There is one quirky thing to which any newcomer to Montréal will eventually be exposed: The idea of living on or off the Island of Montréal. Those that live on either side of the river always bemoan the idea of travelling to the other shore as if it were a massive undertaking even if they were literally going just to the opposite bank of the Saint Lawrence river – nearly less than 10 minutes by car! The islanders would prefer to travel the entire length of the island than just cross the river. And the off-islanders avoid going to the island at all cost.
To an outsider, it might appear odd but there are several valid reasons for this that we will list here.
The islander’s point-of-view
Crossing any of the bridges that give access on or off the island can present a challenge. The bridges can be blocked for any number of reasons, accident, roadwork, or congestion. Then, the 10-minute drive could become a 1- or worse a 2-hour drive depending on the severity of the problem. No islander wants to be stuck trying to get back to the city. Too often the choices of which bridge to take (or of taking the 1 tunnel) to take to avoid being stuck is limiting given the area’s population density.
Montrealers like to stay on the island because everything they like and desire can be found on the island. To the downtown dwellers, everything is accessible by walking or biking. All the entertainment available can be found on the island.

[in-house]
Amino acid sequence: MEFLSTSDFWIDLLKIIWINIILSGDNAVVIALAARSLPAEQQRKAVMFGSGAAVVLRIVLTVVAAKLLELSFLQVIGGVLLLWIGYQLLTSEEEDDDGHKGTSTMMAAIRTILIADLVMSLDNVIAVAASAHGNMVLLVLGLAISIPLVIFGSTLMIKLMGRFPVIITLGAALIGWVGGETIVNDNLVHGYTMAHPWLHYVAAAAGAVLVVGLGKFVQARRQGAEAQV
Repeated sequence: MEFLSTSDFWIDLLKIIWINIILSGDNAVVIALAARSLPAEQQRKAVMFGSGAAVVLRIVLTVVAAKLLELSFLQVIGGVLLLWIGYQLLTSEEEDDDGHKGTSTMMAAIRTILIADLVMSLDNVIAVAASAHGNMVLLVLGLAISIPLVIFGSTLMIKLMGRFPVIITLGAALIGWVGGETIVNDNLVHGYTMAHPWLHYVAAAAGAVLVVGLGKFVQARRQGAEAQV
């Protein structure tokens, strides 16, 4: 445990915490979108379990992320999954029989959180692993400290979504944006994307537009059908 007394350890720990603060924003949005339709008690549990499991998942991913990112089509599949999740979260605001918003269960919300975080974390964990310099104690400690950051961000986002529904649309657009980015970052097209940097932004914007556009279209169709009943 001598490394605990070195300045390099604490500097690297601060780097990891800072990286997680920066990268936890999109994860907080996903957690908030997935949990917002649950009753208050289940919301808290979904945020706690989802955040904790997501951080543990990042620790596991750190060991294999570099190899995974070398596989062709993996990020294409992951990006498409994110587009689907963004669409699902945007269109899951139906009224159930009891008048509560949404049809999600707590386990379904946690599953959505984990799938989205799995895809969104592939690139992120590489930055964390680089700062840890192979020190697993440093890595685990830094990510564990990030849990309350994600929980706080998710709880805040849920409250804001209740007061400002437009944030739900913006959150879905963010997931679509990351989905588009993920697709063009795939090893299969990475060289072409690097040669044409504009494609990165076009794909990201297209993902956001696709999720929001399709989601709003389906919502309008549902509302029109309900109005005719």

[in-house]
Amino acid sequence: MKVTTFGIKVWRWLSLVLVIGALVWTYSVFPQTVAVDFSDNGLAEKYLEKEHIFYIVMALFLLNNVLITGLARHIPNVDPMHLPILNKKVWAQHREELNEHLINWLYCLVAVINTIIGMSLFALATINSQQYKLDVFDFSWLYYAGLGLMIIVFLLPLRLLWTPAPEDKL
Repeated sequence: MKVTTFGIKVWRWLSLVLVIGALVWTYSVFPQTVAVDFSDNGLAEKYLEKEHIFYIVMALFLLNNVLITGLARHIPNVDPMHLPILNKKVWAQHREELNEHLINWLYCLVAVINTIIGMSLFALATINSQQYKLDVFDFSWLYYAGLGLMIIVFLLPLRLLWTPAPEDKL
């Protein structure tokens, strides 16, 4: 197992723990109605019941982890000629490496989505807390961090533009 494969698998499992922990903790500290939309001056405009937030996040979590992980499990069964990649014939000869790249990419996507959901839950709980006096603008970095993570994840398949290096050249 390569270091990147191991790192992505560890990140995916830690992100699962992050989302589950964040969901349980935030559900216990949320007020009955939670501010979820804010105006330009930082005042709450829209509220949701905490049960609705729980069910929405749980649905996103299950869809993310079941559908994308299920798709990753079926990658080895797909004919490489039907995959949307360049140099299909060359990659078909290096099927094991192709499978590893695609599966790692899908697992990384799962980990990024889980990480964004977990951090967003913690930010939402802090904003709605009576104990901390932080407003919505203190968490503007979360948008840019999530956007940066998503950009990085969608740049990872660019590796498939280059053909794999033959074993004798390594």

The off-islander point-of-view
Crossing the river is equally daunting for an off-islander for the same reasons noted above. In addition, there are the following different rationales. Most off-islanders I’ve met are primarily upset with the idea of dealing with Montreal traffic jams and parking fees. To the off-islander, everything is accessible by short car ride and free parking. The roads off the Island of Montreal are better maintained and there are not as many one-way streets that can be confusing if you don’t know your way around. Not to mention that open space and open air are valuable assets to the off-islander, as is easier access to cottage country or ski hills. Off-islanders also like the fact that the roads are smooth and devoid of pot-holes, unlike the island of Montreal.
So if you are visiting Montreal or are moving to Montreal choose carefully where your social and professional circles are most likely to be located because soon enough you will find yourself in full Montrealer mode, and groaning at the thought of crossing the bridge for whatever reason. Even if you live near the river on either side, you will still come to understand why it is hard to get together with someone who lives on the other side of the river.